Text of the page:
First Milk is calling on dairy farmers to be paid a higher price that allows the industry not just to subsist but to grow.

A report from the farmer-owned co-op claims producers needed to be paid 29.64ppl to be profitable. Farmers currently get 25-27ppl depending on the retailer supplied.

The report by Promar International reached the figure by factoring in farmers' income, rising costs of production and a profit margin of 10% to allow them to grow their businesses by investing in facilities and replacing old equipment.

The 10% margin has been included to give farmers the chance to do more than just break even, and would offer an incentive for younger talent to enter the business, said a First Milk spokesman.

The study has been issued at a crucial time for dairy farmers, with Tesco assessing its price for the year. Its decision this month will influence prices paid by other chains to processors.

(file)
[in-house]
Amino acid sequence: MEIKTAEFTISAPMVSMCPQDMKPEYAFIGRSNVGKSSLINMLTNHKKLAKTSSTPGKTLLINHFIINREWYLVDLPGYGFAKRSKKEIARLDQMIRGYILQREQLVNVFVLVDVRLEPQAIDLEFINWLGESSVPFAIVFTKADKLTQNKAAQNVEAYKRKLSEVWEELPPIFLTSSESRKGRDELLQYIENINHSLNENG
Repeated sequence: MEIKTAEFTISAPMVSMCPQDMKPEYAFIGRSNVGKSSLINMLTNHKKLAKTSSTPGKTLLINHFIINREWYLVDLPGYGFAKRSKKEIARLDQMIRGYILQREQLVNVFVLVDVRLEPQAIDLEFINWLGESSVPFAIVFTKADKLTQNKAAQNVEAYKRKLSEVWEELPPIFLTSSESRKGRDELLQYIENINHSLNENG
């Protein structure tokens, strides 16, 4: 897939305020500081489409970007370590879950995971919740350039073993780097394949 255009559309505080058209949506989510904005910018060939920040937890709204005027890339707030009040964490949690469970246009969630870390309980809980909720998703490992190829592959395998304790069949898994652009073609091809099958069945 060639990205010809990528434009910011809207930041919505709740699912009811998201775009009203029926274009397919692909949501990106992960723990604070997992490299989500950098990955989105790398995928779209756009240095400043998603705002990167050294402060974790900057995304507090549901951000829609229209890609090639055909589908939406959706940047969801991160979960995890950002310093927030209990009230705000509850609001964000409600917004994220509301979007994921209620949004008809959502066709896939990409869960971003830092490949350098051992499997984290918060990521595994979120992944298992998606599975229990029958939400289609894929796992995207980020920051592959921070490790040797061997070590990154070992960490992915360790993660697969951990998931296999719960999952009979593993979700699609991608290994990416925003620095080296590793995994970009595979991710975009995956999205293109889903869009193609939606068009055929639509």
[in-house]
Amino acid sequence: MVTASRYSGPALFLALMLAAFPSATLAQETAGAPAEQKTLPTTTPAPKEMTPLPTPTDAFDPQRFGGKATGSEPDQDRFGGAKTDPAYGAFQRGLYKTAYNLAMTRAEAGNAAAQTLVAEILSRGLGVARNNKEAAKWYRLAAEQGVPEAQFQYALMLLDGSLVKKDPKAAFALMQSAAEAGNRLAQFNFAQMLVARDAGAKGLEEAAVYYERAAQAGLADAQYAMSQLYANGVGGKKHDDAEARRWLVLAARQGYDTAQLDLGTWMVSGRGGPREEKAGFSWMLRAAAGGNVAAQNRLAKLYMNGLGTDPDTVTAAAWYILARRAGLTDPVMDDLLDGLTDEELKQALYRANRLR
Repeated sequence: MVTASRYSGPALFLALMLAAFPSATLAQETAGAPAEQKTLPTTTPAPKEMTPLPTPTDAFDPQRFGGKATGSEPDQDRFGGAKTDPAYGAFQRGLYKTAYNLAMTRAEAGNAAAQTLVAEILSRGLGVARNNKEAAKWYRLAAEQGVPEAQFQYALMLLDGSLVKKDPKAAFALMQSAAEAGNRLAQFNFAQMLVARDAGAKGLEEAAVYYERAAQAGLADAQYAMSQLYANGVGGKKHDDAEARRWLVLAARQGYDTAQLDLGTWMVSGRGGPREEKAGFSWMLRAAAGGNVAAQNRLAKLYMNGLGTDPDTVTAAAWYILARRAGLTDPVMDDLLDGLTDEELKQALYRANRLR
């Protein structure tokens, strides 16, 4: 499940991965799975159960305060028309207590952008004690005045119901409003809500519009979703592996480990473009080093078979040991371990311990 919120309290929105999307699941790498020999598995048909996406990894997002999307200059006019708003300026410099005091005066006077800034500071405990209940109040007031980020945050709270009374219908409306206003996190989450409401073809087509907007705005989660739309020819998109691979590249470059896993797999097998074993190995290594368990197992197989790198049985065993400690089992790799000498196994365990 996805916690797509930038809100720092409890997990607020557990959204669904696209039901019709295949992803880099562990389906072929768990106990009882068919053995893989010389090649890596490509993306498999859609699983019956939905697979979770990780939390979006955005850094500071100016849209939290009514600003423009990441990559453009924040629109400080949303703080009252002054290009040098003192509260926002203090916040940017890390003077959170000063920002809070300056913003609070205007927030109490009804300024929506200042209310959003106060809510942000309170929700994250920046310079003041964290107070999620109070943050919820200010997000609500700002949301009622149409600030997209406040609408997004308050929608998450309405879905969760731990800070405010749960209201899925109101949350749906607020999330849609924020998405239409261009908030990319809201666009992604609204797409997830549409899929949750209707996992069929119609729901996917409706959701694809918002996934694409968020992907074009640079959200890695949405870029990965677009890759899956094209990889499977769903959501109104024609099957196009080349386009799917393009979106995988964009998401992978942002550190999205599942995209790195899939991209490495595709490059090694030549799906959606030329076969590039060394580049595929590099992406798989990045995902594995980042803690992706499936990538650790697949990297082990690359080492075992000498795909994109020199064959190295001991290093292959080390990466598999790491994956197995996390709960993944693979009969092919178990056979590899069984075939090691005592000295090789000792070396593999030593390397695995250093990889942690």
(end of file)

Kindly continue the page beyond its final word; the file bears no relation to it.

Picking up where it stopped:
Although prices paid by retailers have risen dramatically in the past 12 months, so have farmers' production costs as a result of higher feed, fertiliser and fuel costs.

Consumers have also felt the impact, with the price of liquid milk soaring 20% to £1.34 for a four-pint pack over the same period, according to the MDC.

Low prices over the past decade have driven the dairy industry to the brink. In the past five years the national dairy herd has fallen 11% to 250,000 and total milk output has fallen 6% or by more than 800 million litres. Farmer numbers have been falling at 6.5% per year.

"Rising costs, particularly in relation to energy and regulation, are common throughout the dairy supply chain, and tackling these requires a joined-up approach," said Dairy UK director general Jim Begg.

However, he added, the dairy sector is enjoying a huge surge in demand. "The industry has shown itself to be innovative and market-focused, and well-placed to take advantage of strong global demand."